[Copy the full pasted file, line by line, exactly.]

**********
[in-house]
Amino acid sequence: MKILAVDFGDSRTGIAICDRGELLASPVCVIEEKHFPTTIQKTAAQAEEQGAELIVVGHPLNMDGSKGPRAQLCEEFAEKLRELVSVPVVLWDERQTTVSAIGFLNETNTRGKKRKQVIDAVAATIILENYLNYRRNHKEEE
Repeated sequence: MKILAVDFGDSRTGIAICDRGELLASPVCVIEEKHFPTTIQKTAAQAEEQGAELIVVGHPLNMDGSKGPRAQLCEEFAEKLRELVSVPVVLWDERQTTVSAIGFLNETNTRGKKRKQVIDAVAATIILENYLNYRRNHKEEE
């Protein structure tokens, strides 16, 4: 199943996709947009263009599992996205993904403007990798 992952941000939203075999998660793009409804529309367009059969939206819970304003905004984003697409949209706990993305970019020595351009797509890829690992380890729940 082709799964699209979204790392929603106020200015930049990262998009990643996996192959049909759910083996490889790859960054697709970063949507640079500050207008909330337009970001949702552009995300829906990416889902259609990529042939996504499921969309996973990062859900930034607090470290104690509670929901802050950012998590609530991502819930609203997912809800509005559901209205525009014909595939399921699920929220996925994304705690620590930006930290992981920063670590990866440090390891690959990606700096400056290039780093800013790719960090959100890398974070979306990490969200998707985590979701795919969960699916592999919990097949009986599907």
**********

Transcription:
[in-house]
Amino acid sequence: MKILAVDFGDSRTGIAICDRGELLASPVCVIEEKHFPTTIQKTAAQAEEQGAELIVVGHPLNMDGSKGPRAQLCEEFAEKLRELVSVPVVLWDERQTTVSAIGFLNETNTRGKKRKQVIDAVAATIILENYLNYRRNHKEEE
Repeated sequence: MKILAVDFGDSRTGIAICDRGELLASPVCVIEEKHFPTTIQKTAAQAEEQGAELIVVGHPLNMDGSKGPRAQLCEEFAEKLRELVSVPVVLWDERQTTVSAIGFLNETNTRGKKRKQVIDAVAATIILENYLNYRRNHKEEE
């Protein structure tokens, strides 16, 4: 199943996709947009263009599992996205993904403007990798 992952941000939203075999998660793009409804529309367009059969939206819970304003905004984003697409949209706990993305970019020595351009797509890829690992380890729940 082709799964699209979204790392929603106020200015930049990262998009990643996996192959049909759910083996490889790859960054697709970063949507640079500050207008909330337009970001949702552009995300829906990416889902259609990529042939996504499921969309996973990062859900930034607090470290104690509670929901802050950012998590609530991502819930609203997912809800509005559901209205525009014909595939399921699920929220996925994304705690620590930006930290992981920063670590990866440090390891690959990606700096400056290039780093800013790719960090959100890398974070979306990490969200998707985590979701795919969960699916592999919990097949009986599907």